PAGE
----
Larry McMurtry is a full-on creative force, having penned over fifty novels, most of which were best sellers, and several that were adapted into either critically acclaimed films or popular television mini-series. As a result he has picked up an Academy Award, a Golden Globe and a Pulitzer Prize along the way.
However, McMurtry's definitive work did not spring forth from the keys of his Hermes 3000 typewriter, nor will you be able to view it on a DVD player from the comfort of your living room. His greatest masterpiece sits in four sprawling retail areas situated around the town square in his home town of Archer City.
That is where you will find Booked Up Inc., which McMurtry founded in 1987. Many will be tempted to take the softer, easier path and refer to Booked Up as a bookstore. While such a description is true on its face, it is also woefully insufficient. This is no mere retailing establishment. This is a literary temple.
One of the many rooms of books you will find at Larry McMurtry's Booked Up.
Housing over 300,000 titles in four separate buildings, Booked Up is a cornucopia of the printed word. Novels, textbooks, treatises, history books and biographies on virtually any subject can be found within its walls. From the secret Nazi life of Dr. Carl Jung to the history of Mormon furniture, odds are you can find a volume covering it at this shop.
There is, however, one notable exception. You won't find any of McMurtry's works in Booked Up — they don't carry them. It seems that every time he visited the store, he spent all his time signing his own novels.
When I heard that McMurtry had a used bookstore in Archer City, I made the erroneous assumption that I could roll into town and cover the entire place in one afternoon. (This was just the latest in a series of personal miscalculations. I am, after all, the same man who thought Slumdog Millionaire would close after one weekend at the box office and then go straight to DVD.)
After walking through the four different branches of Booked Up, I formulated a plan for fully experiencing this Texas treasure trove. I have not had the occasion to follow this plan myself, but it is my goal to do so before the end of the year. Anything less and you run the risk of cheating yourself. Based on my limited recognizance, here is my proposed plan of attack:
1. Allow yourself at least four days to explore the multitude of shelves. (That is one day for each location) The store is open from 10:00 a.m. until 6:00 p.m., Monday thru Saturday, so time should not be an issue. Each building is adequately cooled to offset the blazing North Texas heat, and I assume the reverse is true during the bitterly cold winter months. There are plenty of comfortable sitting areas scattered throughout, so you are assured of browsing in a relaxed environment.
2. The store's web site (www.bookedupac.com) will give you a general idea of how the books are arranged. Pick your areas of interest and dig in. Booked Up claims its books are arranged "Erratically/ Impressionistically/ Whimsically/ Open to Interpretation". The reality is that they are grouped together in an amazingly logical manner, especially when you consider what a massive undertaking it must be to stock an emporium of this size.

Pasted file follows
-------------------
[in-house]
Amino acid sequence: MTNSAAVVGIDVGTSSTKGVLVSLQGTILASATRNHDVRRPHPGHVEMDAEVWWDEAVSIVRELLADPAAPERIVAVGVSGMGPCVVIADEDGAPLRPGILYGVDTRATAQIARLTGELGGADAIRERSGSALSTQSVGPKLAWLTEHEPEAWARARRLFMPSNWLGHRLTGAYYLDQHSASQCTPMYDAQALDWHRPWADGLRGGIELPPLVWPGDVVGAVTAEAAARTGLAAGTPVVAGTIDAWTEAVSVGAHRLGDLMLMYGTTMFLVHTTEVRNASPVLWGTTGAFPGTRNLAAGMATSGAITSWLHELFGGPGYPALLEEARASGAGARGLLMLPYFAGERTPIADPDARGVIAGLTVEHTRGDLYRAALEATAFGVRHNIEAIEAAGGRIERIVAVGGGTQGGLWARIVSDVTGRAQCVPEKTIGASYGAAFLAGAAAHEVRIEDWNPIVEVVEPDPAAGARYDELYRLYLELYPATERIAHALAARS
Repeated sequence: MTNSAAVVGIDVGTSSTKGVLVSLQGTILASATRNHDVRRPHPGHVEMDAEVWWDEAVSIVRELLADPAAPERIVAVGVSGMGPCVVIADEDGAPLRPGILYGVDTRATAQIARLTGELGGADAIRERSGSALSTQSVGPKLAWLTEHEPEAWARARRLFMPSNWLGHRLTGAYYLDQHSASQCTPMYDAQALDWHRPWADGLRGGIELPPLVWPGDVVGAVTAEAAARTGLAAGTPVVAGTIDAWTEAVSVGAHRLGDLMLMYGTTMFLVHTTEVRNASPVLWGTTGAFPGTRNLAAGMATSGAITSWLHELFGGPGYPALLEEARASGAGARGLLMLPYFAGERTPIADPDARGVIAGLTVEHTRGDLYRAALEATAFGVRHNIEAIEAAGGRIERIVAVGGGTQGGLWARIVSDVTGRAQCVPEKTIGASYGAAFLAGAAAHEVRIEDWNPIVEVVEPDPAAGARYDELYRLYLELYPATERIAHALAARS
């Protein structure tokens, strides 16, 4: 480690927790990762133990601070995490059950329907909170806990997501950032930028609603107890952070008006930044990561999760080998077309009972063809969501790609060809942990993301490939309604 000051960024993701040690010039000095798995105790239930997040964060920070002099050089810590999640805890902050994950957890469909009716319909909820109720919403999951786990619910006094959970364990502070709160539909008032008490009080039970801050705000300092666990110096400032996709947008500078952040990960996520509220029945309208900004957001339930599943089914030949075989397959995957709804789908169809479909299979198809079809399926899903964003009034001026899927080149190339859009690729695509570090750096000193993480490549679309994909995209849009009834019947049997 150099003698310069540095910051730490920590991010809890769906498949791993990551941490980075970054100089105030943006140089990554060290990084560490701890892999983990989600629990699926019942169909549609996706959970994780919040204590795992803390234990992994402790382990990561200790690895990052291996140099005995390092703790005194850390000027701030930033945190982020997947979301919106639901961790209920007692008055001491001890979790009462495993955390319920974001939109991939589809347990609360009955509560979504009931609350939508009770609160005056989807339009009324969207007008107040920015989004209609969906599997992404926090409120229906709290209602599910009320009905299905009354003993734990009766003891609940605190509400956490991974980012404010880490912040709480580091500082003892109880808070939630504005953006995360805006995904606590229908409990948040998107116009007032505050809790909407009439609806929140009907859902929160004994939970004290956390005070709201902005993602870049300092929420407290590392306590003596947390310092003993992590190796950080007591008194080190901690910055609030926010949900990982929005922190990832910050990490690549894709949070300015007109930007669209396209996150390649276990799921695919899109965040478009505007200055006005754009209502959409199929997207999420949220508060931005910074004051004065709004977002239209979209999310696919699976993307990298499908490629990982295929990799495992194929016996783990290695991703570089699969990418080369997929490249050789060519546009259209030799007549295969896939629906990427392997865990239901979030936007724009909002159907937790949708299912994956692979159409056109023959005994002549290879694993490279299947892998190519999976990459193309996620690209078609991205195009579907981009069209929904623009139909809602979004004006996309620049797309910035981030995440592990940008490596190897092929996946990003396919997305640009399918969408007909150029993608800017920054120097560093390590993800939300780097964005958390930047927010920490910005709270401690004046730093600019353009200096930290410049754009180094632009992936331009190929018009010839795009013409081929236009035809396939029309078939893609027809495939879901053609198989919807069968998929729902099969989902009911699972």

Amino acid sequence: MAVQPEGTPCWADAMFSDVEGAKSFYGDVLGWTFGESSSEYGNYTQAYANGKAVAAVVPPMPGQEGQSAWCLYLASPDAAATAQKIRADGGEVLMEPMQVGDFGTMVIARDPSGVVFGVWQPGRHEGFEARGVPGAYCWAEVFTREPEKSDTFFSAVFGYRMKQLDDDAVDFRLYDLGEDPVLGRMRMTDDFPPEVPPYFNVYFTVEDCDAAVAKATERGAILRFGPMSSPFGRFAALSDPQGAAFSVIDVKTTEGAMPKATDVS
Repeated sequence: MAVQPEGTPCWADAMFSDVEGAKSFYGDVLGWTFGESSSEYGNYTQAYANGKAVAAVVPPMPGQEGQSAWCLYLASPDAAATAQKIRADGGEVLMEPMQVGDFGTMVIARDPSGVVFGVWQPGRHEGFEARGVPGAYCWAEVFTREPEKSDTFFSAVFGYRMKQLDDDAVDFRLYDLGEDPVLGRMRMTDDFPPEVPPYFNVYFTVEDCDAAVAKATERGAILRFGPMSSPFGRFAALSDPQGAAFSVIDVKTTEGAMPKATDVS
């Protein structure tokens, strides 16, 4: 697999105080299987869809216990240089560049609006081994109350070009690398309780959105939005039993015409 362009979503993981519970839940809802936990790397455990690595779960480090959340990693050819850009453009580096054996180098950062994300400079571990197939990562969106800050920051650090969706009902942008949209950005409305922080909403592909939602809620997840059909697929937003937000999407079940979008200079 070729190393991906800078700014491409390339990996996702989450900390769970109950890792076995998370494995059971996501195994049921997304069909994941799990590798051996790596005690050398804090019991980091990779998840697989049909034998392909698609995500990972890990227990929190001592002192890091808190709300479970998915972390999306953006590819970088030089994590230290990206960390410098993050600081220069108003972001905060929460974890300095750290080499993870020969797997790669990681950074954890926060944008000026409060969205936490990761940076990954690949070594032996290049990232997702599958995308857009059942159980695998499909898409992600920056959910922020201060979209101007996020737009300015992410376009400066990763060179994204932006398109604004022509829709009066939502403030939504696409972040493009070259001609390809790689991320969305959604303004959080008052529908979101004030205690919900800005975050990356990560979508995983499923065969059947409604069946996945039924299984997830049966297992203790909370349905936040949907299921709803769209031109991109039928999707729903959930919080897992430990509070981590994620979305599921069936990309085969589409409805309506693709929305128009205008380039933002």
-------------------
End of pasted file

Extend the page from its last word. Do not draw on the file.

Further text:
3. The employees are located in building 1, and that is where you will pay for your finds. While the other three buildings are unlocked, they are unattended. My guess is the proprietor figured anyone who loves books enough to travel to a remote outpost near the Oklahoma border can be trusted not to steal them.
4. The citified among you will probably want to stay in Wichita Falls and make the 20 mile drive each day. In my opinion, that would be a mistake. Exploring the shelves of Booked Up is not an ordinary shopping trip — it is an adventure. So the best bet is to stay at the historic Spur Hotel in downtown Archer City or The Lonesome Dove Inn. You can take your meals across the street at the Wildcat Café, which just happens to have one of the best cheeseburgers in Texas.
In fact, almost as great a discovery as Booked Up is Archer City itself. It may be the coolest, funkiest small town in Texas. It is home to the Royal Theater, which was featured in McMurtry's The Last Picture Show. Re-opened as a performing arts center in 2000, it hosts live music events and theatrical productions throughout the year.
So what inspired Archer County's favorite son to put a magnum opus such as Booked Up in a hamlet with a population of less than 2,000?
As it turns out, McMurtry has been in the business of collecting and selling books longer than he has been in the business of writing them. While working on a post-graduate degree at Rice, he managed a book store in Houston. He became a rare book scout while studying at Stanford. His love affair with books runs long and deep.
The story goes that as a small child growing up in Archer City, he lamented the fact that his hometown lacked a bookstore. With the creation of Booked Up, he remedied that problem.
With a vengeance.